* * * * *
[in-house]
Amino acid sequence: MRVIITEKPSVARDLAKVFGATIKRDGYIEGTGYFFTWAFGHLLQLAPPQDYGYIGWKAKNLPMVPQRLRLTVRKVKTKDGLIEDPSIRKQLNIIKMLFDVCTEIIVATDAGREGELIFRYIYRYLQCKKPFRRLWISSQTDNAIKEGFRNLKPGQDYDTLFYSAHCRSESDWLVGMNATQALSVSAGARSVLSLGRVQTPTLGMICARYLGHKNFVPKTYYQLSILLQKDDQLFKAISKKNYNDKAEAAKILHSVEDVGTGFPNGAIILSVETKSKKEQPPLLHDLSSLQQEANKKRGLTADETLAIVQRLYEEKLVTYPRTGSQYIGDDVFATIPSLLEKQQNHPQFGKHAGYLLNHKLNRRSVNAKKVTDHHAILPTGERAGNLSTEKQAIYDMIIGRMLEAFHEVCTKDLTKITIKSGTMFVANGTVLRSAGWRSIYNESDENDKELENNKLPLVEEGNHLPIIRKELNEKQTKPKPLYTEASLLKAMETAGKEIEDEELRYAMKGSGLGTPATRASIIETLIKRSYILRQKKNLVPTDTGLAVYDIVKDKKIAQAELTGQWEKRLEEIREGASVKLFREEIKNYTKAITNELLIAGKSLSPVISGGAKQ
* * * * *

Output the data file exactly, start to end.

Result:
[in-house]
Amino acid sequence: MRVIITEKPSVARDLAKVFGATIKRDGYIEGTGYFFTWAFGHLLQLAPPQDYGYIGWKAKNLPMVPQRLRLTVRKVKTKDGLIEDPSIRKQLNIIKMLFDVCTEIIVATDAGREGELIFRYIYRYLQCKKPFRRLWISSQTDNAIKEGFRNLKPGQDYDTLFYSAHCRSESDWLVGMNATQALSVSAGARSVLSLGRVQTPTLGMICARYLGHKNFVPKTYYQLSILLQKDDQLFKAISKKNYNDKAEAAKILHSVEDVGTGFPNGAIILSVETKSKKEQPPLLHDLSSLQQEANKKRGLTADETLAIVQRLYEEKLVTYPRTGSQYIGDDVFATIPSLLEKQQNHPQFGKHAGYLLNHKLNRRSVNAKKVTDHHAILPTGERAGNLSTEKQAIYDMIIGRMLEAFHEVCTKDLTKITIKSGTMFVANGTVLRSAGWRSIYNESDENDKELENNKLPLVEEGNHLPIIRKELNEKQTKPKPLYTEASLLKAMETAGKEIEDEELRYAMKGSGLGTPATRASIIETLIKRSYILRQKKNLVPTDTGLAVYDIVKDKKIAQAELTGQWEKRLEEIREGASVKLFREEIKNYTKAITNELLIAGKSLSPVISGGAKQ